Arachnoemperor
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yeah stomping it seems a little harsh dont ya think?i clearly would never kill one of my pets like that if it got loose.makes me wonder why your even keeping widows in the first place.is it because there more venomouse than other spiders?
i honestly dont think your spider would go out of its way to attack you.
 

TNeal

Arachnoknight
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I keep widows because I find them interesting. I am not a child who needs to have the worst of something. My major concern was not my health, it is the small children living in my apt. building. I could not allow it to escape.

I always post what happens with me and my animals here so others can learn from my mistakes. I don't appreciate people insulting me here. I take excellent care of all of my animals.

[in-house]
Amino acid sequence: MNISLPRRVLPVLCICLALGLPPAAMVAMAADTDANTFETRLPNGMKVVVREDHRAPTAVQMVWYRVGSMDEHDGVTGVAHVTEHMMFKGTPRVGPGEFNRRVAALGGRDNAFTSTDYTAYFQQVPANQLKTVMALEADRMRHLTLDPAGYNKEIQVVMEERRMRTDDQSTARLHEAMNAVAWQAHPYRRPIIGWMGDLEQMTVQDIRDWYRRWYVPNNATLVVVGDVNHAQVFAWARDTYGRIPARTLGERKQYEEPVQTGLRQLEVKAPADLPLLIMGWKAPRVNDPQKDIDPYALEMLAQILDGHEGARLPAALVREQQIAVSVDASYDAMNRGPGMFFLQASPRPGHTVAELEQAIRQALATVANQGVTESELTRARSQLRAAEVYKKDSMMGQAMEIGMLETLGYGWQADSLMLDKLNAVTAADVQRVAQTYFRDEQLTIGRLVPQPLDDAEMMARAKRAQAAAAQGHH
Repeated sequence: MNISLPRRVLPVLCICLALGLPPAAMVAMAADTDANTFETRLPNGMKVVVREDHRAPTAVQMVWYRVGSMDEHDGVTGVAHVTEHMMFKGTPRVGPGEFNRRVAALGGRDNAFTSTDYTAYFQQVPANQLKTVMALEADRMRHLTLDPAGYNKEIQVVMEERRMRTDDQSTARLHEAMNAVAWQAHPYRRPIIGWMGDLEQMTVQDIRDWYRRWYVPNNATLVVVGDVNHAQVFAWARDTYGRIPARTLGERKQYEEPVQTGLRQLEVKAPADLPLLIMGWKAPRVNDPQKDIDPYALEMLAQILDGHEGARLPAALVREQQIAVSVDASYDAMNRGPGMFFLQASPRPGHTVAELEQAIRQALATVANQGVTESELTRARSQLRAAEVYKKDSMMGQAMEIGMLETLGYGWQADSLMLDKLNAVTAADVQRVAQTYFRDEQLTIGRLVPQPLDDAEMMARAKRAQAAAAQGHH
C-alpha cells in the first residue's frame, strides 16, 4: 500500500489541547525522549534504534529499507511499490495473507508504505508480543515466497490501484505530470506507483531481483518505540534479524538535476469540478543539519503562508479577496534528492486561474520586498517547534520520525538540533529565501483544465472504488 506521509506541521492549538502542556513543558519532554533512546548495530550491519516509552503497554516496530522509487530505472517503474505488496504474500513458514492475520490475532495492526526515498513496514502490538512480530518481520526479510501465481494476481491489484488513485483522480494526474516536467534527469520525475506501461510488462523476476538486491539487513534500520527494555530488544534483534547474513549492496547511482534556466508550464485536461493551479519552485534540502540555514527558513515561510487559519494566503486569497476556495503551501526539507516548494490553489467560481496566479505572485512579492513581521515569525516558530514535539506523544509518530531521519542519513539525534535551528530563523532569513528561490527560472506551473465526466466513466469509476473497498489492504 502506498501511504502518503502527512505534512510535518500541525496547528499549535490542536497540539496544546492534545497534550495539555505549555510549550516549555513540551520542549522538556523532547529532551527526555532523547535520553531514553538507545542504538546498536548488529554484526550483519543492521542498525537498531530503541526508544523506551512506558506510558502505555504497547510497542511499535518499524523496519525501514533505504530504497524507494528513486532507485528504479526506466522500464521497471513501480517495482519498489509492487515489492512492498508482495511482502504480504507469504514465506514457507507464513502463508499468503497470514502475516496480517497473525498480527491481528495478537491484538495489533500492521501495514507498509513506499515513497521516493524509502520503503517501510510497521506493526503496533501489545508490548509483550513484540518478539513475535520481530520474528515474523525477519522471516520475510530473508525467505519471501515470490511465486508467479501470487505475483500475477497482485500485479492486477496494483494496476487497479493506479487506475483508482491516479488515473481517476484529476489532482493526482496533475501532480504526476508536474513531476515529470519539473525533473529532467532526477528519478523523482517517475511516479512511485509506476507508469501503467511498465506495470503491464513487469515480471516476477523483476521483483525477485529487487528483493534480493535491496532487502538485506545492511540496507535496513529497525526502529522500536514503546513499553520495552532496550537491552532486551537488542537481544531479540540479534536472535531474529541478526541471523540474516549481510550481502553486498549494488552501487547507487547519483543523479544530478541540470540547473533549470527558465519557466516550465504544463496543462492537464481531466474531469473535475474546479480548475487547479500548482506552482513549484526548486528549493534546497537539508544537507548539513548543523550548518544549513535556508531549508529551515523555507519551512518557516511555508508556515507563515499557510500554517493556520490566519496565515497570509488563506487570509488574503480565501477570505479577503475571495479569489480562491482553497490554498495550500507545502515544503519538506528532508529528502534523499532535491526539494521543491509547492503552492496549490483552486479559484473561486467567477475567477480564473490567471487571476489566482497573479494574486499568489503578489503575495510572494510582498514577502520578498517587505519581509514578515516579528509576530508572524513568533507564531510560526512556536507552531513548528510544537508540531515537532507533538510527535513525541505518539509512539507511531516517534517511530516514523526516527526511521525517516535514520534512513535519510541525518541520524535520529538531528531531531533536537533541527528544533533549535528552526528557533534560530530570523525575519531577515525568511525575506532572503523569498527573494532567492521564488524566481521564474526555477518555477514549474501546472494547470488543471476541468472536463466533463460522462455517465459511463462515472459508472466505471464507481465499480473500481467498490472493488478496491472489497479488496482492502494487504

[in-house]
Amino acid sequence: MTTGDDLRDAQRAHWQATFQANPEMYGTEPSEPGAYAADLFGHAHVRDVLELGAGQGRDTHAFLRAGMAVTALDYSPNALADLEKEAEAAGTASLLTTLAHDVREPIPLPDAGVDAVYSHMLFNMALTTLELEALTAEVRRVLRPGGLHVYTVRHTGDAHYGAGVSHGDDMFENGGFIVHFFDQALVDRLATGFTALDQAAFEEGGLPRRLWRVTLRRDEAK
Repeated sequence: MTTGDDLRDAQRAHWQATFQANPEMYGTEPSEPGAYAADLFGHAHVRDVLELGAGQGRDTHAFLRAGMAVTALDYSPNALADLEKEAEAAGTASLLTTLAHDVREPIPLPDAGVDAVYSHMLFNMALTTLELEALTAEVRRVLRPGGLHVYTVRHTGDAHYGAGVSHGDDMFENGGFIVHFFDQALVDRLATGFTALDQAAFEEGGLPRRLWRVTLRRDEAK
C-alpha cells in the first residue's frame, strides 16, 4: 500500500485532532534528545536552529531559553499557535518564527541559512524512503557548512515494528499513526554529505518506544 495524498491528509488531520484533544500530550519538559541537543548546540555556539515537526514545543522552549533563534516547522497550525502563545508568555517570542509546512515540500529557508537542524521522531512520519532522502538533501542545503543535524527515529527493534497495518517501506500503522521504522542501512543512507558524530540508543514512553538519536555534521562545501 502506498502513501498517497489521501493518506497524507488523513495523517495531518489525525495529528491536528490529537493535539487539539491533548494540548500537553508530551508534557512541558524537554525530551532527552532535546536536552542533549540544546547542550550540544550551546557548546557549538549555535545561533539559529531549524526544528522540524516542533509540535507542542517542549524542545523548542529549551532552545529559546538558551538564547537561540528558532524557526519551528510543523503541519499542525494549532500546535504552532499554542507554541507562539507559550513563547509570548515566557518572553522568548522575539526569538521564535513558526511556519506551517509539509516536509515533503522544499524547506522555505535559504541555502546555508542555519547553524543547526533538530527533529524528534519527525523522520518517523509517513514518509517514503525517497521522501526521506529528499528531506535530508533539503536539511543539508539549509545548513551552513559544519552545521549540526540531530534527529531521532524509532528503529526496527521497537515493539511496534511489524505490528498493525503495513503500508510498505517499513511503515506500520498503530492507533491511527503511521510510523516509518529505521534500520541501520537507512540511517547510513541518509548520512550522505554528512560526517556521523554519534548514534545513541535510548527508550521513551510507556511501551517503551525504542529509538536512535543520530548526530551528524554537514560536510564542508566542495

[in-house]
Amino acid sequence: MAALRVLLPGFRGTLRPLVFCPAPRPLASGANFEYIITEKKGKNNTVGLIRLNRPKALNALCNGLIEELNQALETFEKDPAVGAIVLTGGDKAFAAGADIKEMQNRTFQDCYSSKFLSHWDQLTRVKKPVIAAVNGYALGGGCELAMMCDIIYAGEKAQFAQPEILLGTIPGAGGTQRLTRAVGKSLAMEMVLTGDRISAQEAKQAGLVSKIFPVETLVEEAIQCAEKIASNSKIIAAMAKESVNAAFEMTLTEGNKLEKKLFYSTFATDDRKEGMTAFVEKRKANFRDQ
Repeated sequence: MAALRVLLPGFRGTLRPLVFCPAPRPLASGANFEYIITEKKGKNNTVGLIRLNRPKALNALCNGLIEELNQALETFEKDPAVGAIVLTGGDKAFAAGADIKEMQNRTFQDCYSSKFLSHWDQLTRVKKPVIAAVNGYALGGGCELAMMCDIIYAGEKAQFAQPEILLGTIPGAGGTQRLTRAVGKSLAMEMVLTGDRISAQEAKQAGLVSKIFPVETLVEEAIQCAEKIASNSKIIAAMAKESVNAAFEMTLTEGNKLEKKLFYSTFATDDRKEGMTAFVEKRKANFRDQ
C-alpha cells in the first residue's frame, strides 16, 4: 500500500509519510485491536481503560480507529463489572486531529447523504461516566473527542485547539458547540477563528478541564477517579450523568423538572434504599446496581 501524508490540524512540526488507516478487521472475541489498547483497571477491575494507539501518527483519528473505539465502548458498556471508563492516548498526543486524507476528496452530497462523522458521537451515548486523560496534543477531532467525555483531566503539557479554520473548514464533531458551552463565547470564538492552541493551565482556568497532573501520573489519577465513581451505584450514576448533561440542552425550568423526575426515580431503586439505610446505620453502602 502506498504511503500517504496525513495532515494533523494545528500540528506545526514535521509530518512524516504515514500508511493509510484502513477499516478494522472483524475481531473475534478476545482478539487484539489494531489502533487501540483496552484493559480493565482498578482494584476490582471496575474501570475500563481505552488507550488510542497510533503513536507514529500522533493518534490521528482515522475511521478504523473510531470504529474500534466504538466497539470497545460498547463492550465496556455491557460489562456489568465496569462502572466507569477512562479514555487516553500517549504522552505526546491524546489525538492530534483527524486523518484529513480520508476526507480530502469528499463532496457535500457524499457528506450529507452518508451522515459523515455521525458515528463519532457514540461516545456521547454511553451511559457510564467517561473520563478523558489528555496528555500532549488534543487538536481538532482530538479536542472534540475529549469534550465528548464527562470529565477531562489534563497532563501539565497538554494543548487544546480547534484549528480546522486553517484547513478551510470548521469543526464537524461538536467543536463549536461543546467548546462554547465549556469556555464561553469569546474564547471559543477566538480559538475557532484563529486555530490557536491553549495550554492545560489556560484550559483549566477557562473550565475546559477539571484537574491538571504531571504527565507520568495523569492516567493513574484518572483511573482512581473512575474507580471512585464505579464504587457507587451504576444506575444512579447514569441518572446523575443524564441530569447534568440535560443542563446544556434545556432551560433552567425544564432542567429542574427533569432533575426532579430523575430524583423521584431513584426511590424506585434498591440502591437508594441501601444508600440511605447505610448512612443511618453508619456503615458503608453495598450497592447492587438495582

AS far as letting it loose to make a web in a cool corner. That is the most rediculouse thing I have ever heard. Because I do live in an area where small children abound, I could never let one escape.

Tom
 

buthus

Arachnoprince
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Aint this the 2nd time we see you being a whiny little s**t because you didnt like the responses to your post? If I recall correctly, the 1st time was understandable but this time just proves you have a thin skin.

I dont recommend thin skinned people keeping venomous spiders. :rolleyes: ;)

the most ridiculous thing I have ever heard :rolleyes:
When I didnt know jack, I had widows get out, and even though I may have panicked, it never occurred to me to stomp on any of them. Figure it was because I was doin' less whining and more listening.

Good luck have fun
 

8+)

Arachnolord